Credit: Gianluca Di natale/Flickr

Sometimes markets are able to solve its negative externalities almost by its own, this is the case for fossil fuel prices that innovation in clean energy research.

Green House Gases and the Green House Effect

A couple of greenhouse gasses are categorized as greenhouse gasses, and among these, we find methane, the infamous carbon dioxide and also actually water vapor. The main villain in global warming is undeniably carbon dioxide, CO2, as it has been appointed to be the main driver of the accelerating greenhouse effect. Being the main by-product of fossil fuel burning and usage by human civilization since the industrial revolution and last 200 years.

Although the greenhouse effect is essential for life to be able to exist on Earth. It is indeed paramount for Earth being able to trap some of the radiation from the sun as it allows for life to exist.

The Greenhouse effect.

A negative consequence of increasing CO2 in the atmosphere is, however, to accelerate the greenhouse effect to essentially make it too efficient of a trap.

The result that follows is increasing temperatures. And with increasing average temperatures follows a lot of negative effects in its wake; rising sea levels (expanding warmer water), melting glaciers, droughts, famine and changing weather systems (more rain in some parts of the world, less to no rain in others). Also, with higher temperature, there is more energy in circulation. This fact increases the risk of very extreme weather.

Since there was more carbon in circulation during Earth’s history. By burning this once buried carbon as fossil fuels from these periods, we are returning Earth climate as it once was many millions of years ago. A time when another biodiversity existed on the planet.

The Carbon Cycle

Prices and Innovation?

When gas prices are rising, this is obviously a nuisance for car owners and regular people as consumers.

However, prices on fossil fuel are often deliberately raised with government “green taxes”. Aimed at fossil fuel consumption to allow for relatively cheaper “clean” fuel and to subsidize alternative fuels.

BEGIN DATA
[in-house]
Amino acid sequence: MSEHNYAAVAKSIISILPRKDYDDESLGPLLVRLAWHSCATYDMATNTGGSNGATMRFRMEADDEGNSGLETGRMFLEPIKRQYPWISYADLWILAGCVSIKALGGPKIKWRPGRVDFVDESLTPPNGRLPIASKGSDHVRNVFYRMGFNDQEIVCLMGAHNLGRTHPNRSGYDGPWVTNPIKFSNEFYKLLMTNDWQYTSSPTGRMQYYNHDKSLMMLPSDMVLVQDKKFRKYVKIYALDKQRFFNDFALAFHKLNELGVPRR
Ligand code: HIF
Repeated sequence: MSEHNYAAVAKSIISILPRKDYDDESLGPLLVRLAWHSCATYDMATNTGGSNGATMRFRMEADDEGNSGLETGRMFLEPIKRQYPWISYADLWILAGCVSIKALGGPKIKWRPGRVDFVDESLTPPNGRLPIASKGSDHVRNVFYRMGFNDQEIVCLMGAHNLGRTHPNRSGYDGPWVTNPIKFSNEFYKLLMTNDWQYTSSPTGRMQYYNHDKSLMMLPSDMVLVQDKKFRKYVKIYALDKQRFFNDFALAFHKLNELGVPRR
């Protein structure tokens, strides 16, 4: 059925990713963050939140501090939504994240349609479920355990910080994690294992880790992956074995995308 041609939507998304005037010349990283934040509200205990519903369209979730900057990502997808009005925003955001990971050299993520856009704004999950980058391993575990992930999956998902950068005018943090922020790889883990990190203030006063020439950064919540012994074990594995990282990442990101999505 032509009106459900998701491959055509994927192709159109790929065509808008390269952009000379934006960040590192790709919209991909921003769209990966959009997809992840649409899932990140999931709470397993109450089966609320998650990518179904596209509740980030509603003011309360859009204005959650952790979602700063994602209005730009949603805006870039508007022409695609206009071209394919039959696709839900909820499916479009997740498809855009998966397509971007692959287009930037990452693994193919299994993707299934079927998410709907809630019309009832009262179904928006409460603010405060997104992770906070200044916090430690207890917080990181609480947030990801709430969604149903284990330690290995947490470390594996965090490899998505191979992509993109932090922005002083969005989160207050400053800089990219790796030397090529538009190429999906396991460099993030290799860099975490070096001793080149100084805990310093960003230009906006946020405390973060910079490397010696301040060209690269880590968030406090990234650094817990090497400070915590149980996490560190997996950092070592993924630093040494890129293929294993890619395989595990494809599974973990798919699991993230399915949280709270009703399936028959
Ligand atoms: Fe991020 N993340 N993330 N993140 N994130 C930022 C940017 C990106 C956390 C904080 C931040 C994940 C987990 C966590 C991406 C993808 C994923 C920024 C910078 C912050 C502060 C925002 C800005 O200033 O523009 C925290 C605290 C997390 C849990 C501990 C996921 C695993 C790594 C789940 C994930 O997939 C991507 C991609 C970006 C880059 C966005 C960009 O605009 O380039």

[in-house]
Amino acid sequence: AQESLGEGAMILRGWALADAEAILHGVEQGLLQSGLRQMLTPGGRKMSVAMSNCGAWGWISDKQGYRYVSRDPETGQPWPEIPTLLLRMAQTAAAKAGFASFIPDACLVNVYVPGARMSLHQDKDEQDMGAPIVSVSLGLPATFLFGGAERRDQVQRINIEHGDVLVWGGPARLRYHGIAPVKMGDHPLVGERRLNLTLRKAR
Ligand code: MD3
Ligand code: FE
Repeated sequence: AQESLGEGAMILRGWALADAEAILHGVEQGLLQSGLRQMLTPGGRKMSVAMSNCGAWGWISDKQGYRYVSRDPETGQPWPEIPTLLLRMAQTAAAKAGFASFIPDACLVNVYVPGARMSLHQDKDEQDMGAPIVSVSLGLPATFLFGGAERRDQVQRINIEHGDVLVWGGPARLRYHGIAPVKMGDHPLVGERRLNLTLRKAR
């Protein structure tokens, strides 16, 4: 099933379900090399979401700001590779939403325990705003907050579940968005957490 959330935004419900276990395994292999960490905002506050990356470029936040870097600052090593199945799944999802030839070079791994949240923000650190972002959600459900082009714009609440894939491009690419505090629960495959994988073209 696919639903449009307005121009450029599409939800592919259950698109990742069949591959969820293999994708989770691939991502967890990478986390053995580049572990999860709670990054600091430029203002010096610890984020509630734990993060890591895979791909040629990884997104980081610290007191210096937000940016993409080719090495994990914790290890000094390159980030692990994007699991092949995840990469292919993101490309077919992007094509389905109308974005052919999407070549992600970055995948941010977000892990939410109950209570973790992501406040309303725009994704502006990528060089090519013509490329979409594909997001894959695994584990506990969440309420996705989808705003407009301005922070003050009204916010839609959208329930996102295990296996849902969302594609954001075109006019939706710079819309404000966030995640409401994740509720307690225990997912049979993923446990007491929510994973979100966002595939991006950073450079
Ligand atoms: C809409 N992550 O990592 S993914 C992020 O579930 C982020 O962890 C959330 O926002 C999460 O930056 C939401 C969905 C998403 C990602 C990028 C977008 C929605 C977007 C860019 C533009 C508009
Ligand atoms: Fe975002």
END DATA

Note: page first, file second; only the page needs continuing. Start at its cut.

Although being a nuisance, what also follows increasing prices is that research in alternative technology and innovation are actually being spurred.

This is what this study “Energy-Saving Technical Change”, by John Hassler, Per Krusell, and Conny Olovsson show. Higher prices spur technology investments into clean energy.

This correlation found by the researchers can be seen below. When prices increase, technology investments into alternatives also increase.

1949-1973: low oil price and the energy-saving technology grew at 0.65 percent/year (ge = 0.65).
1973-1984: high oil price and ge = 3.26 percent/year.
1985-1998: low oil price ge = 1.56 percent/year.
1998-: high oil price ge = 1.84 percent/year.

That is, technology investments respond to economic incentives. As high oil prices are indeed negative in the short run for consumers, it may prove positive in the long run for the planet and the consumer. Resulting in alternative clean fuels, but also potentially cheaper technology.

Directed technical change as a response to
natural-resource scarcity

New Mexico State University Carbon History
(NOAA Global Warming